Air Pollution

The air outside isn’t always fresh and clean. There are pollutants in outdoor air that can cause problems. These pollutants come from vehicle exhaust, factory smokestacks, wildfires and other sources. Some common outdoor pollutants are:

Particulate Matter (PM) – These are tiny solid and liquid particles in the air. Some examples are dust, soot, and smoke. When you breathe in particulate matter, it can irritate your lungs and make asthma worse.

Ozone (O3) – This gas is helpful high up in the atmosphere, but at ground level it can damage lung tissue. Ozone forms from vehicle emissions and other pollutants reacting with sunlight.

Nitrogen Oxides (NOx) – These gases are released when fuels like gas, oil, coal or wood are burned. They can cause breathing problems by damaging lung tissue.

Even when you’re inside your home or school, some outdoor pollutants can sneak in through open windows, vents or cracks. This makes the indoor air dirtier and harder to breathe. An air purifier with the right filters can trap many outdoor pollutant particles before you breathe them in.

What your air purifier needs

Since air pollution is a combination of particles and gases your best bet is filters that have both HEPA and activated carbon.

Air Pollution and Your Health

Have you ever noticed a hazy sky or smelled something unpleasant in the air?

That could be air pollution. Air pollution is when gases, dust, or other harmful substances get into the air we breathe. It can come from factories, cars, fires, and even some household products. Air pollution is bad for our health and the environment.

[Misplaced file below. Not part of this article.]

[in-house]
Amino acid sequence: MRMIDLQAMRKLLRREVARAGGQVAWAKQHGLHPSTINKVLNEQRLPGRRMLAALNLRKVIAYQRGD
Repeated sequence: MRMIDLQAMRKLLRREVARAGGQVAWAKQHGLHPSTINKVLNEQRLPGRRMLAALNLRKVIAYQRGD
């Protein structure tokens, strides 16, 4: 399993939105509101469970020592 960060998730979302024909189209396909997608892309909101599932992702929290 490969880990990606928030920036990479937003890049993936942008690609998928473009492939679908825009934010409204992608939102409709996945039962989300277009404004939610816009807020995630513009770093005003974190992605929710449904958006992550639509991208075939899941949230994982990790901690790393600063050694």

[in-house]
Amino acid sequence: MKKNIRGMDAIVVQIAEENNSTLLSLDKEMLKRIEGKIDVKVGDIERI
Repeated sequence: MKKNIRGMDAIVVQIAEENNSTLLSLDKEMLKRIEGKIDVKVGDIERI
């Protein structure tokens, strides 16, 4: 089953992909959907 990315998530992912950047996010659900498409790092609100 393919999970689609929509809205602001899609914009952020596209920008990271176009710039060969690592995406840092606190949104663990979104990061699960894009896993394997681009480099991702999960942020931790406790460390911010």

There are different types of outdoor air pollution.

Smog is a mix of pollutants that creates a thick haze in the air, especially over cities. Soot and smoke come from burning fuels like gas, oil, and wood. Other pollutants are invisible gases like carbon monoxide from car exhaust.

Breathing polluted outdoor air can cause breathing problems, headaches, and make asthma and allergies worse. Over time, it can lead to more serious illnesses like lung disease, heart disease, and even cancer. Air pollution also harms plants, trees, crops, and animals.

But did you know that indoor air can be polluted too?

The air inside homes, schools, and other buildings can actually be more polluted than outdoor air. This is because indoor spaces are enclosed, so pollutants have no way to escape.

Some common indoor air pollutants are dust, mold, pet dander, smoke from cooking or fireplaces, and chemicals from cleaning supplies or paint. Breathing these in can cause the same health problems as outdoor pollution like coughing, shortness of breath, headaches, and allergies.

Luckily, there are steps you can take to improve indoor air quality in addition to adding in a high quality air purifier:

  1. If the outdoor air quality is good and free of allergens, open windows to let fresh outdoor air circulate indoors.
  2. Use exhaust fans when cooking or showering to pull out odors and moisture that allows mold to grow.
  3. Vacuum carpets and clean hard floors often to reduce dust and dander.
  4. Avoid using harsh chemical cleaners or letting people smoke indoors.
  5. Keep humidity levels in check using dehumidifiers so that mold doesn’t grow. Ideally between 30%-50%.
  6. Have your heating and air conditioning units inspected yearly to make sure they are working properly.

Taking these steps can really help clear the air and make your indoor environment healthier to breathe.